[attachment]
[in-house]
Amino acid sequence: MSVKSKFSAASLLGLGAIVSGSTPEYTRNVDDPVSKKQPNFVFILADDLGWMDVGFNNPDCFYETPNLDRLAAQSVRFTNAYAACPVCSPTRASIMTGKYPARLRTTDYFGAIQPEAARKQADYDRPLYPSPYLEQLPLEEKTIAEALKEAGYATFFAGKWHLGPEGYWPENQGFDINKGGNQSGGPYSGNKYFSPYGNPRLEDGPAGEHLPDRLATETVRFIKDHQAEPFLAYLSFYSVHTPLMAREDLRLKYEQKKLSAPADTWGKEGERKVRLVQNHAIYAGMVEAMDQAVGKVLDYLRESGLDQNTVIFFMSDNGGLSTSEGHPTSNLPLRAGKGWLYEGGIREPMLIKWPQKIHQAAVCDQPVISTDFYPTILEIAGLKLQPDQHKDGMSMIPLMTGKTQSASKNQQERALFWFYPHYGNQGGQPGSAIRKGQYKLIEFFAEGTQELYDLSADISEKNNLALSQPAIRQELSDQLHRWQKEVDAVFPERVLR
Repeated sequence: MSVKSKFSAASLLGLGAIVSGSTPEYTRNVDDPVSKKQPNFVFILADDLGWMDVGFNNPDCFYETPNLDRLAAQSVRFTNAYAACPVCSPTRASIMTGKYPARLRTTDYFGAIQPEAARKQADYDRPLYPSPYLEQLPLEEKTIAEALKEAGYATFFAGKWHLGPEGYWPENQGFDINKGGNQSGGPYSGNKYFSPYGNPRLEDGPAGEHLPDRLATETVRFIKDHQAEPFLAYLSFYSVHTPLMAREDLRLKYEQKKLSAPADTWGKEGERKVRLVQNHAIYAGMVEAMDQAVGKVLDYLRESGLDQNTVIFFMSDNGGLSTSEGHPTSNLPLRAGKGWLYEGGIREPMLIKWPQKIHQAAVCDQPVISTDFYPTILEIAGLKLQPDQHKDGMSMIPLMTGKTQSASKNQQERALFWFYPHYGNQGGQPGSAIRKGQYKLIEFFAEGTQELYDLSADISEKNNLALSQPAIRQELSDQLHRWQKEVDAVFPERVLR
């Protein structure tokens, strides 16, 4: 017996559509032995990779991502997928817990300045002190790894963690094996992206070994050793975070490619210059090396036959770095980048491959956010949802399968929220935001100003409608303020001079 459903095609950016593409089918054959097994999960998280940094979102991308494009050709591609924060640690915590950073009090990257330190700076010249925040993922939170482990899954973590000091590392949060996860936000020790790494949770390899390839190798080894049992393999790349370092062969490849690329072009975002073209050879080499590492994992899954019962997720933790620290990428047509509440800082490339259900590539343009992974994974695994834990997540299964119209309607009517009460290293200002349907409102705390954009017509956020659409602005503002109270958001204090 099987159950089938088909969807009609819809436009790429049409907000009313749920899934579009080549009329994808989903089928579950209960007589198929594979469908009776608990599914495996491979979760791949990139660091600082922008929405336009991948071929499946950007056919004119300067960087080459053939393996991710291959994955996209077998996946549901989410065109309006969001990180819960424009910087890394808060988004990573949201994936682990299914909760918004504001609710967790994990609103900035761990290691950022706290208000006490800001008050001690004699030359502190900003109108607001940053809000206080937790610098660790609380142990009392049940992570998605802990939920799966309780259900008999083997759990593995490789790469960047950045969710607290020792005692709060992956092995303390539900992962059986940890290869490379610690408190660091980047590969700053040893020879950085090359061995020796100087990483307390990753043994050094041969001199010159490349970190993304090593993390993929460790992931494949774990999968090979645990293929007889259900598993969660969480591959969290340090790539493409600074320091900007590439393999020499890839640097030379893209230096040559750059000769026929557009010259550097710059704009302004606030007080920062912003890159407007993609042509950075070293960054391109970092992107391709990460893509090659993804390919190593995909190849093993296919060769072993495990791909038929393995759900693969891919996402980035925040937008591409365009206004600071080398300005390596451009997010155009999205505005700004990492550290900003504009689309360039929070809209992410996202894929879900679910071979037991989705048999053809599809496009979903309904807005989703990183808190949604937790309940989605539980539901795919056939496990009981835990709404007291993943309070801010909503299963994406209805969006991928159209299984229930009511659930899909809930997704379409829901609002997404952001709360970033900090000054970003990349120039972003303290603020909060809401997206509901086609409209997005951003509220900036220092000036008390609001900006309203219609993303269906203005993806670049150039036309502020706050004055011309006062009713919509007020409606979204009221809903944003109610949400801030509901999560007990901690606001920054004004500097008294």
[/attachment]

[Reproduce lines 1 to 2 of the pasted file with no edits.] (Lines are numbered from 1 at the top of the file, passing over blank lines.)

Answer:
[in-house]
Amino acid sequence: MSVKSKFSAASLLGLGAIVSGSTPEYTRNVDDPVSKKQPNFVFILADDLGWMDVGFNNPDCFYETPNLDRLAAQSVRFTNAYAACPVCSPTRASIMTGKYPARLRTTDYFGAIQPEAARKQADYDRPLYPSPYLEQLPLEEKTIAEALKEAGYATFFAGKWHLGPEGYWPENQGFDINKGGNQSGGPYSGNKYFSPYGNPRLEDGPAGEHLPDRLATETVRFIKDHQAEPFLAYLSFYSVHTPLMAREDLRLKYEQKKLSAPADTWGKEGERKVRLVQNHAIYAGMVEAMDQAVGKVLDYLRESGLDQNTVIFFMSDNGGLSTSEGHPTSNLPLRAGKGWLYEGGIREPMLIKWPQKIHQAAVCDQPVISTDFYPTILEIAGLKLQPDQHKDGMSMIPLMTGKTQSASKNQQERALFWFYPHYGNQGGQPGSAIRKGQYKLIEFFAEGTQELYDLSADISEKNNLALSQPAIRQELSDQLHRWQKEVDAVFPERVLR